Of the five people in the company’s “top-tier management,” three are women: COO Ann Daly, chief accounting officer Heather O’Connor and worldwide marketing chief Anne Globe. Founder and CEO Jeffrey Katzenberg says their pool of producers is a staggering 85% female (including those producers involved with Madagascar and Rise of the Guardians) and says he “couldn’t be prouder of their accomplishments.”

Astonishing and wonderful. In the linked article, Pamela McClintock suggests a possible reason for the success of women in the production company:

Katzenberg inspires abiding loyalty by grooming stars from within. He gave longtime in-house animator Jennifer Yuh Nelson the chance to direct 2011’s Kung Fu Panda 2 (all the way to an Oscar nom and $655.7 million in global ticket sales), making her the first woman to direct a big-budget animated film solo.

Giancarlo Esposito Joins "Poker Night"

I simply must take a moment to celebrate the success of my dear friend Greg Francis, who—after nearly two decades of directing TV—is currently shooting his feature debut, Poker Night.

The film, a scrappy indie thriller that has taken almost 10 years and many false starts to finally be greenlit, got a mention in Deadline Hollywood today when the producers announced that Giancarlo Esposito had signed onto the picture.

In addition to Esposito—best known right now for his work on Breaking Bad, although I most associate him with Once Upon a Time—Greg gets to direct Ron Perlman, Titus Welliver, Ron Eldard, and Beau Mirchoff.

I couldn’t be more thrilled for him, and I can’t wait to see the product of all that creative collaboration.

Netflix Closes Magical Deal With Disney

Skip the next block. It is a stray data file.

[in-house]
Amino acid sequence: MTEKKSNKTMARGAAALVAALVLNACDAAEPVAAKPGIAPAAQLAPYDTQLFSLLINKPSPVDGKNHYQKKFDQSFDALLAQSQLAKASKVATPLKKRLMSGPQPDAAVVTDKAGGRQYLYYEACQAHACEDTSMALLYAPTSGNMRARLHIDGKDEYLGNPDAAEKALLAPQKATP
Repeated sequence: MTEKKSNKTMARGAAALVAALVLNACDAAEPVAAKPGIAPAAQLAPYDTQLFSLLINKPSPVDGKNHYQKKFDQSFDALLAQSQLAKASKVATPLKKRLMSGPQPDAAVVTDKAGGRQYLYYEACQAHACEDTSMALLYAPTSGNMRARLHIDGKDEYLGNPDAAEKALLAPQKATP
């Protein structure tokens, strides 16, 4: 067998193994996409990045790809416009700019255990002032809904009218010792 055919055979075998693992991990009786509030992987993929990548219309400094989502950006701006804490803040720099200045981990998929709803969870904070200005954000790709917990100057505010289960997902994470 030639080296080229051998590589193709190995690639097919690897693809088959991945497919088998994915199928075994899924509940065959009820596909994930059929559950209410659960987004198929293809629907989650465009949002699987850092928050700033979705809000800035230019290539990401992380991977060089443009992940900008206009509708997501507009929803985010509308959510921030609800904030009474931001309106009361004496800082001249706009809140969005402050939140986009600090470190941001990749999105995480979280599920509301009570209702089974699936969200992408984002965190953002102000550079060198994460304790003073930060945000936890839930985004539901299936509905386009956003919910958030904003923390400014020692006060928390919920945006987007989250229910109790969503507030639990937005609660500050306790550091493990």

Of course I hate myself for that headline, but I really am that excited about this development:

Beginning with its 2016 theatrically released feature films, new Disney, Walt Disney Animation Studios, Pixar Animation Studios, Marvel Studios and Disneynature titles will be made available for Netflix members to watch instantly in the pay TV window on multiple platforms, including television, tablets, computers and mobile phones. Also included in the agreement are high-profile Disney direct-to-video new releases, which will be made available on Netflix starting in 2013.

Separately, Disney and Netflix have reached agreement on a multi-year catalog deal that today brings to U.S. Netflix members such beloved Disney movies such as “Dumbo,” “Pocahontas” and “Alice in Wonderland.”

That Bob Iger. He does not mess around about New Media.

Lionsgate Makes Box Office History With Female-Led Films

Jill Pantozzi of The Mary Sue points out that, when Lionsgate Films became the first movie studio ever to release two films in the same year that both grossed over $125 million in their North American theatrical release, those two films both featured women in the lead.

The movies in question are, of course, Twilight: Breaking Dawn Part 2 and The Hunger Games. Pantozzi hopes that this will finally get the message through executives’ thick skulls that women can carry big-budget, successful movies:

Let’s think about this for a second. Both films starred female leads and both films played for what was projected to be a mostly female audience. That’s pretty huge and a good indicator going forward for not just Lionsgate but other studios. Women action stars besides Angelina Jolie can make money, and both men and women will want to see them.

Based on Hollywood’s previous track record, I’m going to predict that they will once again totally miss this indicator. One can hope, though.